The Summit's main broadcast partner is ESPN. Men's and women's basketball games are supposed to be given to ESPN+, a paid subscription service, and the conference tournament title game is carried nationally on one of the ESPN linear TV networks. The league's secondary media rights holder is Midco Sports, which broadcasts the tournament games through the semifinals and carries some other league games and tournaments.

NDSU, SDSU, USD and UND all have local media rights deals. NDSU has a contract with Forum Communications Co. while the other three schools are with Sioux Falls-based Midco.

Other league schools stream games mostly through their athletic department websites. Some share their content with ESPN+, some don't. Some charge, some don't.

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Reading between the lines of the Summit League's press release, it seems the conference wants to a) review its current situation to make sure it has the best deal for the league and schools, b) establish what value it has from a media rights perspective and try to get the league a broader, easier-to-access digital platform and c) perhaps get more games on a national linear broadcast entity.

Fenton, who became the Summit commissioner in April, has a history of innovative media rights deals. As the commissioner of the National Collegiate Hockey Conference, the league launched nchc.tv. The subscription allowed fans to stream all league games, with the revenue shared among conference members.

College hockey, though, has a hard-core fan base willing to shell out money each month to see their favorite team (UND, Minnesota-Duluth, others) and watch other league games.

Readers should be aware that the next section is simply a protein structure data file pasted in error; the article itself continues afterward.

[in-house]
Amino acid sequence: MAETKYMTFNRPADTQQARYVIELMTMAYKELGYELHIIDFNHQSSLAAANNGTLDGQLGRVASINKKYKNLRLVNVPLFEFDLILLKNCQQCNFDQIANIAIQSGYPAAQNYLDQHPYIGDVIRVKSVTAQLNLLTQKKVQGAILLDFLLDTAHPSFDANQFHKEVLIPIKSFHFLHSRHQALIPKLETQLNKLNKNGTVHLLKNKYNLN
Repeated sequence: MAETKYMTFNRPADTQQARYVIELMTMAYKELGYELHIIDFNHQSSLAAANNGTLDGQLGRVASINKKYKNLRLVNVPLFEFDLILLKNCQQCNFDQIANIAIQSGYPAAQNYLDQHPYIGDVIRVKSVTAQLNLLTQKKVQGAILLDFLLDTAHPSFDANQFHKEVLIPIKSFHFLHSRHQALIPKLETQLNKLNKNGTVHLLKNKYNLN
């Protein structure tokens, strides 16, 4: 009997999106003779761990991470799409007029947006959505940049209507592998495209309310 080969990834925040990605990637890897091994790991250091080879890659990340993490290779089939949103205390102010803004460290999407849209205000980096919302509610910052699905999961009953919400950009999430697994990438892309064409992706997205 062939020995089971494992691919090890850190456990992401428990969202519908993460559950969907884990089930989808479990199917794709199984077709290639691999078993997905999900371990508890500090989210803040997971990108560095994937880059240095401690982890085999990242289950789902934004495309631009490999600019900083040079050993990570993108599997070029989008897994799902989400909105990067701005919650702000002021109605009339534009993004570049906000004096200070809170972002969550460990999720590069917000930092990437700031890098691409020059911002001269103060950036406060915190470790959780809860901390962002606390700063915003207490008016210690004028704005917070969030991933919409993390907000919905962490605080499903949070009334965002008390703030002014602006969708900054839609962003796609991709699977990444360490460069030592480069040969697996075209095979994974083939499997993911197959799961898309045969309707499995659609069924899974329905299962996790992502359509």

The Summit League is not like that. At all. Some schools draw few fans to games and there is little interest in what other conference schools are doing, other than in places like Brookings, S.D., or Fargo. It is highly unlikely the Summit has enough broad support to warrant a pay platform of its own.

Fenton's goal, which he indicated in an interview with me back in March at the Summit League basketball tournaments in Sioux Falls, might be to get all the Summit sports in one spot, available to all fans.

"I’m not naive enough to believe that we’re going to have all the Summit League games on an ESPN linear channel because that’s just not going to happen," Fenton said. "So we have to be able to provide a digital option that makes sense for fans. The biggest thing for me is we have to find a way to organize it and aggregate it in a way that is conducive to the fan base. Not just the NDSU fan base, but the Oral Roberts fan base and everybody else. I believe the way to do that is to aggregate the rights and put something together collectively."

CSMG has partnerships with other mid-majors like the Horizon League, the Northeast Conference, the Southern Conference, the Big Sky Conference and the Colonial Athletic Association.

The Horizon League last year announced "a multi-year, multi-platform media rights agreement." Financial terms were not disclosed.

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The conference said at least 500 league events will be available on ESPN+ annually, while ESPN linear networks will continue to be the home of the Horizon League men’s basketball semifinals and championship, five regular season men’s basketball contests, and the women’s basketball championship game.

Mike McFeely is a columnist for The Forum of Fargo-Moorhead. He began working for The Forum in the 1980s while he was a student studying journalism at Minnesota State University Moorhead. He's been with The Forum full time since 1990, minus a six-year hiatus when he hosted a local radio talk-show.